As predicted, prison smoking & vaping bans ignite increases in violence

Almost six months ago in June of 2017, the UK prison system announced plans to ban both smoking and vaping amid warnings of potential increases in violence.  Prisoner affairs experts had already seen a dramatic escalation in cases during the pilot project of the preceding year taking place in select areas of some 21 facilities around the country.    When the nationwide ban officially took effect on August 31, wardens, security personnel, and prisoner advocacy groups began monitoring the situation closely while secretly hoping that they might be proven wrong in the end.

 “The experience of the pilot projects of the smoking ban that they’ve run from last year shows that there are very serious concerns. It seems that this is being rolled out primarily as a means of avoiding potential compensation claims from staff and non-smoking inmates, rather than actually looking at the evidence of the problems that are well-documented.”
-Alex Cavenish, a former-inmate-turned-prison-affairs-expert

At first, the smoking and vaping ban seemed to be running rather smoothly, with only a small uptick in ban-related violence during the first few days.  However, other circumstances would soon come to light that would only exacerbate to near-epic proportions these stress-related side effects of inmates forced to give up smoking.

Smoking and vaping bans, overcrowding, and understaffing

Consistent prison overcrowding and under-staffing issues were already leading to an increase in diagnoses of mental health issues among inmates, such as depression and several forms of self-harm.  With the still-new smoking ban added into the mix, things quickly began to get out of hand.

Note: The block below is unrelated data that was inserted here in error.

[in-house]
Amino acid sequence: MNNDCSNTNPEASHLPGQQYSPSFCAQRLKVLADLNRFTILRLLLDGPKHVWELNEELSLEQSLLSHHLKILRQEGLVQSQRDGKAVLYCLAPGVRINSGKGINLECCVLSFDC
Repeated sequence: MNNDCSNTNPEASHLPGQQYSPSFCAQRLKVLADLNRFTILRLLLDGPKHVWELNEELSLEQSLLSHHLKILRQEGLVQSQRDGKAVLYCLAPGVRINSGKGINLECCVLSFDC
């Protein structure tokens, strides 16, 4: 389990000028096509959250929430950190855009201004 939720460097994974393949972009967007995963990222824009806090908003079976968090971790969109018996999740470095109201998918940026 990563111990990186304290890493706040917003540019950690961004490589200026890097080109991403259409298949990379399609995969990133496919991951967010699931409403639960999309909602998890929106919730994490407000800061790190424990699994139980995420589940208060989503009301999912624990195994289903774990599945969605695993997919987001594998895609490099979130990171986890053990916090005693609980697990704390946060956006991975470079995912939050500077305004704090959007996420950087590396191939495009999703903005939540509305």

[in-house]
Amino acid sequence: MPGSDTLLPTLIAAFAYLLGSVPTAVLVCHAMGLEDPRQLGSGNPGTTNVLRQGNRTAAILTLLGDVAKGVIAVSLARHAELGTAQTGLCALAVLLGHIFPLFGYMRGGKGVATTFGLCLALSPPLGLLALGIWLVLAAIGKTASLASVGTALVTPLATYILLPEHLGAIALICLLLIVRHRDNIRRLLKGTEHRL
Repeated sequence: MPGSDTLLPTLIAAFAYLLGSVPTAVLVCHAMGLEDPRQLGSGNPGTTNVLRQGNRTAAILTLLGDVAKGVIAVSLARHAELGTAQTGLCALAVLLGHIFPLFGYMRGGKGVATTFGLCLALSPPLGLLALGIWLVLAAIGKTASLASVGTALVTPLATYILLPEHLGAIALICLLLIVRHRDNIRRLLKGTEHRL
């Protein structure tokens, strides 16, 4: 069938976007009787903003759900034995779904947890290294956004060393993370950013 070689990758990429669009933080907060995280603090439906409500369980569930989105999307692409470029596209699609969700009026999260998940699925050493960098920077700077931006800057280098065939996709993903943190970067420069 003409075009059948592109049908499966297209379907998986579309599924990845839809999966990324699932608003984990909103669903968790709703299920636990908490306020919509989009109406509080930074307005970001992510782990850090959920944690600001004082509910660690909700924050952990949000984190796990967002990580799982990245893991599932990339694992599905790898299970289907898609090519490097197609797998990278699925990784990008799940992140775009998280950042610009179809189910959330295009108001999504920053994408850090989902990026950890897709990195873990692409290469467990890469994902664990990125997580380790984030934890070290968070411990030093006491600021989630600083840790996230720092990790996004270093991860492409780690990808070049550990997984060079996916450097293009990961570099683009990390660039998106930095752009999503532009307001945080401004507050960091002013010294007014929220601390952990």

On September 3, HMP Birmingham (Her Majesty’s Prison Birmingham) was the site of an anti-smoking riot of sorts.  Prisoners began to lash out, yelling, “We want burn!  We want burn!”  Similar prison riots took place in Cambridgeshire, Huntingdon, and Wales. 

A spokesperson for the HMP Littlehey prison in Huntingdon issued the following statement.

“…The increase in violent incidents may be a long-term reaction to the introduction of the no-smoking policy”.

Meanwhile, prison officials from HMP Parc, the South Wales facility, stated the following similar claim.

“The board is concerned that the smoking ban might be a factor in increased incidents of self-harm and violence.”

To be fair, prison overcrowding has been a headline issue in the UK for several years.  According to a report in a UK socialist website, conditions are so catastrophic that many inmates fear leaving their cells while others are contemplating or attempting suicide and other forms of self-harm on a steadily increasing basis. 

“Last year evidence submitted to MPs by prison officers revealed that riot squads had been called to prisons 30 to 40 times a month—between March and November 2016—to deal with serious disorder including rooftop protests, hostage-taking and incidents of “concerted indiscipline.”
"Prisons have become the breeding ground of substance abuse, violence—among both guards and the prisoners—mental illness, suicide and squalor."

When a prison riot broke out in the HMP Lewes facility, one incarcerated refugee said that the living conditions in UK prisons are “worse than Syria.”  While the smoking bans are probably not entirely to blame, they certainly didn’t seem to help. 


Leave a comment

Please note, comments must be approved before they are published